We’ve all done it – clicked on a link in our Facebook News feed because the headline seemed ambiguously exciting, only to be led to a page with spammy, low quality content. It’s disappointing and annoying, because it clogs up news feeds and can bury more worthy sites, stories and links further down the feed.
Facebook is fed up with ‘click bait’ too, fearing that if it is allowed to continue it may bury content that users actually care about, such as their favourite sites and posts from friends. In a recent survey carried out by Facebook, it was revealed that 80% of users would rather see a headline that detailed what was in the link, in order to give users a better idea of what was in the whole article.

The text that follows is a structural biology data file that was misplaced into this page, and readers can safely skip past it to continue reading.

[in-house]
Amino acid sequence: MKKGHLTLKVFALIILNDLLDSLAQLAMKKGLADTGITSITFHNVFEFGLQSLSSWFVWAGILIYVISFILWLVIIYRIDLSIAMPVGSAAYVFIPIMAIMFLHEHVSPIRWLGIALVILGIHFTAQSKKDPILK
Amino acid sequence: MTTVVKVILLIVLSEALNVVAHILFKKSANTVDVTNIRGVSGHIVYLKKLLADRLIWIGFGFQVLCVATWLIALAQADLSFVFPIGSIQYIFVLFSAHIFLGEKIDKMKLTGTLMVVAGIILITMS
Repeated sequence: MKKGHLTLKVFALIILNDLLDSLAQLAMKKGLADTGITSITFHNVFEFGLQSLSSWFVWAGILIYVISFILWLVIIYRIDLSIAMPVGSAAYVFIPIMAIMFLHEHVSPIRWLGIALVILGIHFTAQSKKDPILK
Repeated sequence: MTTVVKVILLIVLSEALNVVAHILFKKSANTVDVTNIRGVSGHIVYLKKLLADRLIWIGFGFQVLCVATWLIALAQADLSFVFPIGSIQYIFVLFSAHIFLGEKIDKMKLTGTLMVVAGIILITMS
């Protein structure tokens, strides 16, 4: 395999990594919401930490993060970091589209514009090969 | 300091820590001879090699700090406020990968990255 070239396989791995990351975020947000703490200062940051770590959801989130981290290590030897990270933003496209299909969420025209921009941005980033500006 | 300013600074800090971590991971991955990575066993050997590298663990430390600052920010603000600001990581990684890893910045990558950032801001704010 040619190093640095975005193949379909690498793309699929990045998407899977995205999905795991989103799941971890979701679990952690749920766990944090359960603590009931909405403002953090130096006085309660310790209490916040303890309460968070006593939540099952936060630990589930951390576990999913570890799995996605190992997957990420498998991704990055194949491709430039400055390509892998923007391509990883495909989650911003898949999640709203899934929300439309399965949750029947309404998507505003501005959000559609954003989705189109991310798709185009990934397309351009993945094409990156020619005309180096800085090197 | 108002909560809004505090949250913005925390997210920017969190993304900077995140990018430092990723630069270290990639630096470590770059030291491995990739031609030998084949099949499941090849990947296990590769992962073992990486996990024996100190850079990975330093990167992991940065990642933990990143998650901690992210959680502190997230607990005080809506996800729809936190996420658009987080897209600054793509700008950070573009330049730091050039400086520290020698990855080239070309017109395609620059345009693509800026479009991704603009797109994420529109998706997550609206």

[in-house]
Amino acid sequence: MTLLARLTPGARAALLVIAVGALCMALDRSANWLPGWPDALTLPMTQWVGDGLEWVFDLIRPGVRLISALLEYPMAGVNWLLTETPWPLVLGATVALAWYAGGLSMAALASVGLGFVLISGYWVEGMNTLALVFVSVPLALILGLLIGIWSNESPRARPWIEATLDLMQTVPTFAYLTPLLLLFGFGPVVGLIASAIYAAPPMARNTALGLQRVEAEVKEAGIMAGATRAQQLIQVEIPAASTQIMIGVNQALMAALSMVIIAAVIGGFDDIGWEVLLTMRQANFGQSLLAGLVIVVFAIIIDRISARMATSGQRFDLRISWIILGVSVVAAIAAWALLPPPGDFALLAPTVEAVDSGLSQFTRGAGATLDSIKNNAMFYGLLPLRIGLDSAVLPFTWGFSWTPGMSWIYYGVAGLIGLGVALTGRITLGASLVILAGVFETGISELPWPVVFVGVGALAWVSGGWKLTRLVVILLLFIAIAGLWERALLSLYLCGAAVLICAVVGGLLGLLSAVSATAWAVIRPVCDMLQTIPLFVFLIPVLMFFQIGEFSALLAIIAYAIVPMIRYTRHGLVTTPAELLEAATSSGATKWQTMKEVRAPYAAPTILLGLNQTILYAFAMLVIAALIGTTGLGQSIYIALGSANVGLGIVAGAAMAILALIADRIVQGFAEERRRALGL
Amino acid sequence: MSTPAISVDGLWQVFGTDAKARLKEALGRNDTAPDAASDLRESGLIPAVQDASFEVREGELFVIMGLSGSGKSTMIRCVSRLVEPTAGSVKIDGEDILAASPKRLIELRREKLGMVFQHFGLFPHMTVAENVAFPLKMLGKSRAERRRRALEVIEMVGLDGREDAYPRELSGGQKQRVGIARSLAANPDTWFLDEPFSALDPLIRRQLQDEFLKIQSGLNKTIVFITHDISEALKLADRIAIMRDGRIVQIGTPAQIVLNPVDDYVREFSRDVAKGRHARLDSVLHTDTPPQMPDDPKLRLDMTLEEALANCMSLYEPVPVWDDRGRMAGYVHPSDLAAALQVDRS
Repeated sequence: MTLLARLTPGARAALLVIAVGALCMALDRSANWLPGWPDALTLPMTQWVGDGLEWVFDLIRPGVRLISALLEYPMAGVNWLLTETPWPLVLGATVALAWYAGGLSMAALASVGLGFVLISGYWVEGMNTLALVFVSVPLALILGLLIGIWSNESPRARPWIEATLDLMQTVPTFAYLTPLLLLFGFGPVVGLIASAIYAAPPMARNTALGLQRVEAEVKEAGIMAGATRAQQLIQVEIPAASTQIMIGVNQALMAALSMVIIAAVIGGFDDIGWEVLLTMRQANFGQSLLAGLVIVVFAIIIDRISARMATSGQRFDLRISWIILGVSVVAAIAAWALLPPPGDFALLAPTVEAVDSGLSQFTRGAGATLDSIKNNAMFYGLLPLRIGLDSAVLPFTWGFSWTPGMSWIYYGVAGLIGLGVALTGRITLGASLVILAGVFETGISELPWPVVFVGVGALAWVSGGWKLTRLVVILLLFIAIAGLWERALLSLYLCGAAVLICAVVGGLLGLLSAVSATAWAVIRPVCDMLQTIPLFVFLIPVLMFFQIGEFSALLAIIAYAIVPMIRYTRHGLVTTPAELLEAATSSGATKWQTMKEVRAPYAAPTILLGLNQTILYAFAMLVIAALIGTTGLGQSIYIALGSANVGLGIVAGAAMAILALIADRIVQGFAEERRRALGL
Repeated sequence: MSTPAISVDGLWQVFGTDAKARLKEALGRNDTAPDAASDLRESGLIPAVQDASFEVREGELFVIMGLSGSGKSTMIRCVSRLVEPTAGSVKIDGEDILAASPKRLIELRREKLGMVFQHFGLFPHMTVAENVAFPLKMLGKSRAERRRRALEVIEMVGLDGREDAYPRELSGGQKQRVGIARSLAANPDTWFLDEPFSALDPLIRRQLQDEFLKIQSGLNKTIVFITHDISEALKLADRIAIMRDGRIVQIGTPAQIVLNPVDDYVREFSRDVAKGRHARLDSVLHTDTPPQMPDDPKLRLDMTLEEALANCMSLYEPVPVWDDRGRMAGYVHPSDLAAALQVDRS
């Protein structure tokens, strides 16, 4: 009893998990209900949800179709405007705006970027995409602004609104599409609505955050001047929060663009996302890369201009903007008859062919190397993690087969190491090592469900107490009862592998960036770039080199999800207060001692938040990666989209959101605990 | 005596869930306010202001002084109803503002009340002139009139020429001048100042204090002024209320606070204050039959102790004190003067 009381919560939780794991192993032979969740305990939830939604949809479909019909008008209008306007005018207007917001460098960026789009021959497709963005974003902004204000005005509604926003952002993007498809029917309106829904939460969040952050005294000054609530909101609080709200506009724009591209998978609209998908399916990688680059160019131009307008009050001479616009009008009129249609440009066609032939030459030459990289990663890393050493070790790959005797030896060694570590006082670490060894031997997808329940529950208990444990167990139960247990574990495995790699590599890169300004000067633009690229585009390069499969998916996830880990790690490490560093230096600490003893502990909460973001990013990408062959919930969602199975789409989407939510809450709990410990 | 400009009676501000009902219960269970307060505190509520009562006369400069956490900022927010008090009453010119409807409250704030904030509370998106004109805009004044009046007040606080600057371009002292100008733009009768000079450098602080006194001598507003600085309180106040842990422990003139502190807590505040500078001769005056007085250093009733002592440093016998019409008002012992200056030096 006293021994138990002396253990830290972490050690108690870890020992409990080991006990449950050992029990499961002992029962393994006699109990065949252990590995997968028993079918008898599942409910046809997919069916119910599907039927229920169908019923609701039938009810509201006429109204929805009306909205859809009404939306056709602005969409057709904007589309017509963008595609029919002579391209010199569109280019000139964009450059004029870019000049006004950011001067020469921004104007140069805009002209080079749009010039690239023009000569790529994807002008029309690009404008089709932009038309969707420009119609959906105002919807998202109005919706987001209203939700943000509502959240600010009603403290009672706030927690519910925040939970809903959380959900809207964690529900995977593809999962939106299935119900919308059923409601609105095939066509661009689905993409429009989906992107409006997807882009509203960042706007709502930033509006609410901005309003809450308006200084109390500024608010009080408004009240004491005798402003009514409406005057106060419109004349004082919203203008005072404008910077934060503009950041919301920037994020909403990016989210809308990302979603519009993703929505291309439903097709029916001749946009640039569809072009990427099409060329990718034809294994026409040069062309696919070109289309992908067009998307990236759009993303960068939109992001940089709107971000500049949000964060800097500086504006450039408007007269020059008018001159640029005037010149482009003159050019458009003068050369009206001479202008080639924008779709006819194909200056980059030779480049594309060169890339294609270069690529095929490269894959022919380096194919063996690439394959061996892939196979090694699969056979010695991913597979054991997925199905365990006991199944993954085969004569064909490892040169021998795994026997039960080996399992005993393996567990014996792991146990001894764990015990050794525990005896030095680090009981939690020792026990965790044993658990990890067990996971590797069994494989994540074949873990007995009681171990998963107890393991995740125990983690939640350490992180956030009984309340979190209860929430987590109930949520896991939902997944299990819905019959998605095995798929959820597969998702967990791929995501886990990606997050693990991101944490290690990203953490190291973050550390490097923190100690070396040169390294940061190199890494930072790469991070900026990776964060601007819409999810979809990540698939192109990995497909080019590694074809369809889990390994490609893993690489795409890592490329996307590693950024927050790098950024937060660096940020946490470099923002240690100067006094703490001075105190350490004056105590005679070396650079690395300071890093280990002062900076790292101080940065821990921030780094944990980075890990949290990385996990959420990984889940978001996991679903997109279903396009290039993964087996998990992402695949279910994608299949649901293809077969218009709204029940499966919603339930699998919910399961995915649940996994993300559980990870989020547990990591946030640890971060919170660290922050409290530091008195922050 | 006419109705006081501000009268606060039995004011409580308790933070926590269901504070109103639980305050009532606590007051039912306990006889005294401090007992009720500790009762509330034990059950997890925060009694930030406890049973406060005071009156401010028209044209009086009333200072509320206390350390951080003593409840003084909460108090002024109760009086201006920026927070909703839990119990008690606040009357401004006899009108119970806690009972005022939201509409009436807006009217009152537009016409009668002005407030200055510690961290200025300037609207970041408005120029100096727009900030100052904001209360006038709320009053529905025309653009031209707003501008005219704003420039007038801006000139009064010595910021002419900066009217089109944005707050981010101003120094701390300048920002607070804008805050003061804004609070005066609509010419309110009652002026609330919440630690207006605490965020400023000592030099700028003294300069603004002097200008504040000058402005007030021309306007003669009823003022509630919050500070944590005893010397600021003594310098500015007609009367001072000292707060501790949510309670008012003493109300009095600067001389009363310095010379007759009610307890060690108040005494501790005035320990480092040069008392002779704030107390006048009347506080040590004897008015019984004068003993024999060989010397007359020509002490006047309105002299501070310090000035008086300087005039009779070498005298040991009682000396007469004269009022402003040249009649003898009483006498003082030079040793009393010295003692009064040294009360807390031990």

To tackle the problem of ‘click bait’ Facebook has recently announced that it is taking measures to clamp down on it by changing the News feed algorithm.
Facebook will decide what headlines are ‘click bait’ by looking at how much time is spent reading the article. If the user immediately clicked back to Facebook, it is likely that the headline did not match the expectations of the user who did not go on to fully read and engage in the content.
If you want to make sure your Facebook posts don’t fall foul of any changes to the Facebook algorithm, take some advice from the company itself: it advises that posts are presented with some of the text of the linked article displayed, showing the user that your content may be of interest and worthy of a click. It is better to present your posts like this, rather than as posts that are simply a photo with a link in the caption.
And as always, the decision lies with the reader whether to click off a link as soon as they’ve opened it. Make sure your content is engaging, original and interesting, and your posts will still find their way to people’s news feeds.